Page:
Even though the history elective had been cut, we still had the “Identity and Ethnic Studies” (IES) class. It was still a ninth-grade requirement and a core component of multicultural education at our school. But the budget crisis severely changed the course’s structure and hampered its effectiveness.
The beauty of the IES at Berkeley High was that it was an untracked, small class of 20 ninth graders that focused on issues of race, social justice, and identity development. We worked on creating community, discussing emotionally and politically difficult topics, and adjusting to the academic and social pressures of high school. The small size of the classes made such explorations possible.
But when the state reduced its class-size reduction money, the district shifted money from IES to other priorities. As a result, average class sizes shot up to 33 students, forcing the layoff of at least four teachers in the department.
The threats to multicultural education at Berkeley High continue. In planning for the upcoming 2004-05 school year, BHS has found that there are not enough teachers to teach all the history courses the state requires and to maintain the ethnic studies classes. In response, the district is planning to allow the ethnic studies graduation requirement to be met by courses from several departments outside of history. As it stands, although individual history teachers will offer specific ethnic studies classes as they have in the past, the ninth graders will not be required to participate in a common ethnic studies curriculum that was designed to be a cornerstone experience at Berkeley High.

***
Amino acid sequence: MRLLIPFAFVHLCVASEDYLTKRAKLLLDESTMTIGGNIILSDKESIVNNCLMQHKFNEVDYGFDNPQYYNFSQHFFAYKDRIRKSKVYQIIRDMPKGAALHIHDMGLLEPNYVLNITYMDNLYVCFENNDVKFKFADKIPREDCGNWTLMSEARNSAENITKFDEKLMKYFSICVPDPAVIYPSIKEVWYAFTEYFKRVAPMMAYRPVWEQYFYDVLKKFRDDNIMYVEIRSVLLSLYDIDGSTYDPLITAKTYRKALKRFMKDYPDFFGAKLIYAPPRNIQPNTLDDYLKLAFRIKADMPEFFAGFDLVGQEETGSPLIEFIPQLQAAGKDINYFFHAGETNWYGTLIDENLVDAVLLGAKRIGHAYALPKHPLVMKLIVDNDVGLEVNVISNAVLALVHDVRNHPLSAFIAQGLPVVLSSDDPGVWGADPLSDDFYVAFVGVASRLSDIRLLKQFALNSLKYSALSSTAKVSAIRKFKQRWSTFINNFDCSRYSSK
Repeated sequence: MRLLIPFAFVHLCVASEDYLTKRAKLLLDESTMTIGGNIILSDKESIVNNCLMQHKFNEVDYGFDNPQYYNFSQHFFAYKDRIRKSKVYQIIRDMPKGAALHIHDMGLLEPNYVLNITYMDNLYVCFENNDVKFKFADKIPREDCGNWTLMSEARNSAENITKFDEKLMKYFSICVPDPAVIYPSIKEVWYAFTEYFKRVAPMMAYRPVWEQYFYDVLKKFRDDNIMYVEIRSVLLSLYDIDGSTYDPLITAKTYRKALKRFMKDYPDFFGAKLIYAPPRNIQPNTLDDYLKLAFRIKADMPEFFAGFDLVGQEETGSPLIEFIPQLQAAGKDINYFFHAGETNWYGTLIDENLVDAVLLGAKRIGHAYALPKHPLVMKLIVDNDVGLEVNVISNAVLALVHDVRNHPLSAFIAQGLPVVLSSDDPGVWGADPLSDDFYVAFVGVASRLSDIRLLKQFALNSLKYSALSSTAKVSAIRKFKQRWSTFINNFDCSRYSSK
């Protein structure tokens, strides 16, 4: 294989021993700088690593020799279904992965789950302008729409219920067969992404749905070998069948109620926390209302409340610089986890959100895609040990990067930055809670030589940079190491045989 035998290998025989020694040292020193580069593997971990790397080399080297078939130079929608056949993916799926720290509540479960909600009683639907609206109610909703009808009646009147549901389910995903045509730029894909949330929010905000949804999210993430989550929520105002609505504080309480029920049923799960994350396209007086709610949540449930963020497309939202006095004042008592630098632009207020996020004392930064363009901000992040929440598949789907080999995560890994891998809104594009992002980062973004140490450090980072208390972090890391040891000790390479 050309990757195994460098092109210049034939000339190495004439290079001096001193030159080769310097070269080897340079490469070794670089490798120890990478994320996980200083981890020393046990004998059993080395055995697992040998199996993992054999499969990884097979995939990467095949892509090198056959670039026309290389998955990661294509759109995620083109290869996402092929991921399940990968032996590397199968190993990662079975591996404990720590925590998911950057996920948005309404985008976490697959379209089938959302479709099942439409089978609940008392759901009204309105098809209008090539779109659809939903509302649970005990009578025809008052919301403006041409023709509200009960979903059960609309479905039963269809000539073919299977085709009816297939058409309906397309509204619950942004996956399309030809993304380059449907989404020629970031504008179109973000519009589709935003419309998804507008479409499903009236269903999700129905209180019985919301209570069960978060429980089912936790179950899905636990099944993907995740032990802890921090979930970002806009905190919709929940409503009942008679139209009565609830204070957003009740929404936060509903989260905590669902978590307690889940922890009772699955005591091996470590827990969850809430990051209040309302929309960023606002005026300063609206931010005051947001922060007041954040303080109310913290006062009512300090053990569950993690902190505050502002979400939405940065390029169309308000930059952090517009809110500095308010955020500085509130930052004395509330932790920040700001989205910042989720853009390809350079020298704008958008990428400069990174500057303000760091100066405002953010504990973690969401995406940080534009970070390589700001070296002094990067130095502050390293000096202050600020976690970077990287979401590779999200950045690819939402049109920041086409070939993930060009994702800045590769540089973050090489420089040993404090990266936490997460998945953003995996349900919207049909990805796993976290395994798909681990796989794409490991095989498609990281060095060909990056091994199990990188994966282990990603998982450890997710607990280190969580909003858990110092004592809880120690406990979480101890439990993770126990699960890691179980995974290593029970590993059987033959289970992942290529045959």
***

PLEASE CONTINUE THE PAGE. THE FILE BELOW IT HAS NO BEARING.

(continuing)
Another discussion about ethnic studies at Berkeley High is taking place among students and parents. Recently a former student from my IES class e-mailed me and relayed that, since ethnic studies isn’t a California state requirement, some parents are advocating removing it from the district curriculum altogether. And even though she and some other students are organizing to save the class by circulating petitions, she and my former colleagues are seemingly less and less hopeful about the survival of ethnic studies at Berkeley High.